Although seemingly geographically removed from the likes of Captain America, Iron Man, and Thor et al Guardians Of The Galaxy is undoubtedly a Marvel Movie. The formula that has served them so well up until now remains unchanged; out-of-left-field director choice, tick, eclectic but perfectly cast group of actors, tick, and of course enough vibrant colours and dialogue to keep all the family enthralled.
Abducted from earth as a young boy Peter Quill (Chris Pratt) grows up to be a scavenger of rare items around the galaxy. But when he finds a certain orb he puts himself in all kinds of danger. Ronan The Accuser (Lee Pace) wants the orb and dispatches his lethal assassin Gamora (Zoe Saldana) to retrieve it for him. But Quill has other problems, there’s a bounty on his head and Rocket (Bradley Cooper), a hostile raccoon experiment gone wrong, and his loyal buddy Groot (Vin Diesel), a lumbering tree-like creature, are on to him. Thrown in jail together the mis-matched group meet Drax The Destroyer (Dave Bautista) and, with the promise of a huge reward for selling the orb to the right buyer, the gang escape and embark on a mission that will decide the threat of the whole galaxy.
Guardians Of The Galaxy is never afraid to wear its influences on its sleeve; part Flash Gordon with an obvious slice of Star Wars and a hint of The Chronicles Of Riddick thrown in for good measure it is always an enjoyable, if cartoonish, space opus. Not surprising, given Joss Whedon’s creative guru presence over all things Marvel, the biggest influence seems to come directly from Whedon’s Avengers but more importantly Firefly and Serenity.
While there is a plot, primarily based around a MacGuffin, which is rightly played up via a Raiders of The Lost Ark / Maltese Falcon gag, Guardians is at its genuinely brilliant best when focusing on the gang themselves. Like the Avengers bickering or the crew of Serenity facing impossible odds but still managing to have a witty quip ready to hand, it’s nearly impossible not to fall for the charm of this rogues gallery of characters. If anything the ‘plot’ annoyingly gets in the way of this, the token scenes of exposition and pantomime villainy occasionally slows the warp-speed of delight right down to an irritating crawl.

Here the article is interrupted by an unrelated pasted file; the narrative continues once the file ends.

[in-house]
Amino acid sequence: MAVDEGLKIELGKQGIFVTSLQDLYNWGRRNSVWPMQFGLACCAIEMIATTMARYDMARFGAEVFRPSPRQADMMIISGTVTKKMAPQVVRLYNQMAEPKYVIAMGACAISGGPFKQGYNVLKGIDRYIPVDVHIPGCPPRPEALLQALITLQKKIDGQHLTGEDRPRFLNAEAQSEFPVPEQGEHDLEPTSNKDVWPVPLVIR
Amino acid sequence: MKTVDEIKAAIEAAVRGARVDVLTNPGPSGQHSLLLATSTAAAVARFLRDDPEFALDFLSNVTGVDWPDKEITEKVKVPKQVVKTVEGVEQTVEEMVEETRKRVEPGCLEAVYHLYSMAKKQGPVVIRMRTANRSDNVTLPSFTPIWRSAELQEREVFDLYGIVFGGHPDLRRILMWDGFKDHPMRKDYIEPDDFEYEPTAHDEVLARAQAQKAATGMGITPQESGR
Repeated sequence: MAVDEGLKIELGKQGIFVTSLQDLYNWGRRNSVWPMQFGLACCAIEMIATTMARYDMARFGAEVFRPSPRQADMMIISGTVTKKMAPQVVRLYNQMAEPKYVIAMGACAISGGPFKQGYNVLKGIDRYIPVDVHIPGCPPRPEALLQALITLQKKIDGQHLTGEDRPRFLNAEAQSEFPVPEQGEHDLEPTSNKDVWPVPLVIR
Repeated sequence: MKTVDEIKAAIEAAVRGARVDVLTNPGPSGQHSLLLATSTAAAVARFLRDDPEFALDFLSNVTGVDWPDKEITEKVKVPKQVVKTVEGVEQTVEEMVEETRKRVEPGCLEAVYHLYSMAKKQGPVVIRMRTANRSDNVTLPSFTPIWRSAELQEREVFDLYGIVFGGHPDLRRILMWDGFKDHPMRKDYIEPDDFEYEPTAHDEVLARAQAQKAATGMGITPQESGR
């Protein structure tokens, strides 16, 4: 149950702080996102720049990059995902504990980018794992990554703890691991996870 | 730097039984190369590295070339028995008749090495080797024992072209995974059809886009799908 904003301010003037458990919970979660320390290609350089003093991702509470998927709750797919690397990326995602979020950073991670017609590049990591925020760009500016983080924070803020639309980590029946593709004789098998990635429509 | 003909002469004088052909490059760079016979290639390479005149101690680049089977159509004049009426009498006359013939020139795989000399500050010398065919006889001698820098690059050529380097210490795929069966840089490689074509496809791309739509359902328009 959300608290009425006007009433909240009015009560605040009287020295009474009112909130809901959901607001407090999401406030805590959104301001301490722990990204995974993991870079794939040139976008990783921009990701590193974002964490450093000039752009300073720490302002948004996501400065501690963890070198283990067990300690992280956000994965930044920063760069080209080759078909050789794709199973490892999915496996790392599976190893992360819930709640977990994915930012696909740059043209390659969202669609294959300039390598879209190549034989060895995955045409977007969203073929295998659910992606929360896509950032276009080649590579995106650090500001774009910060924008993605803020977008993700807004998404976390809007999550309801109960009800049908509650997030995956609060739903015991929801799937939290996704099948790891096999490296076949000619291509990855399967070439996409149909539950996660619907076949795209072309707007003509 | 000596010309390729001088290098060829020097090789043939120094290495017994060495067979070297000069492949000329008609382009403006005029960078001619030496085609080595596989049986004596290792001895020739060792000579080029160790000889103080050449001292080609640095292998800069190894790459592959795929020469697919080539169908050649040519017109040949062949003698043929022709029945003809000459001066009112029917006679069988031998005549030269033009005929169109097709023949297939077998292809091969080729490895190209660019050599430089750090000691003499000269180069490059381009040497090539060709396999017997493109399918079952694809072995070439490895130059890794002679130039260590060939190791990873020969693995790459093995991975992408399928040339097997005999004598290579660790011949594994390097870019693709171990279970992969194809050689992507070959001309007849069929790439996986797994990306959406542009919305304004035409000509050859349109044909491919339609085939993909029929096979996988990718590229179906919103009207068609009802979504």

Thankfully these moments are few and far between and instead director James Gunn, who has a little experience with superheroes in Super and creepy space monsters with Slither, executes the CGI infused set pieces with aplomb and a tongue-in-cheek sense of fun that keeps a smile firmly planted on your face. The Guardians jailbreak in particular is a fantastically choreographed scene that starts and ends with perfectly placed gags which bring a laugh and cheer.
Crucially though Guardians is a return to a more ‘fun’ brand of blockbuster in a summer that has otherwise aimed for a more serious approach. As great as Dawn Of The Planet Of The Apes, X-Men: Days Of Future Past and Captain America: The Winter Solider have been they’ve all been executed with an almost Christopher Nolan level of furrowed brow gravity. Guardians is the opposite, a true summer blockbuster that asks next to nothing of your intellect but instead throws quirky characters and big bang extravagance at you in a way which will have you delighted you spent your money as opposed to a Transformers level of disappointment.
Central to the entertainment on offer is a cast on banter flinging fun form. Zoe Saldana proves once again that you can paint her any colour and she will still be able to kick ass, bring genuine warmth to her character and dominate the boys better than anyone. Dave Bautista is suitably knuckle-headed in his performance while the likes of Lee Pace and Doctor Who’s Karen Gillan do the clichéd bad guys thing with ease. Rocket, voiced with little-man syndrome anger by Cooper, is as indelible as any character you’re likely to see this year and his side-kick Groot quietly steels almost every scene he’s in, especially a post-credit sequence. But the real star of the show, and an actor who has for some time threatened to become the “next big thing” is Chris Pratt. His Peter Quill doesn’t have a huge arc but when he’s this cocky, this charming and this good looking it’s hard to care. With his dry delivery and casual swagger he’s the closest thing we have to a new Han Solo, until the actual Han Solo returns to our screens next year.
Hands down one of the most enjoyable cinema experiences you’re likely to have this year Guardians Of The Galaxy is mad, over-the-top summer behemoth in the best way possible. If you leave it without a smile and the urge to buy the soundtrack, you probably live in a galaxy far, far away.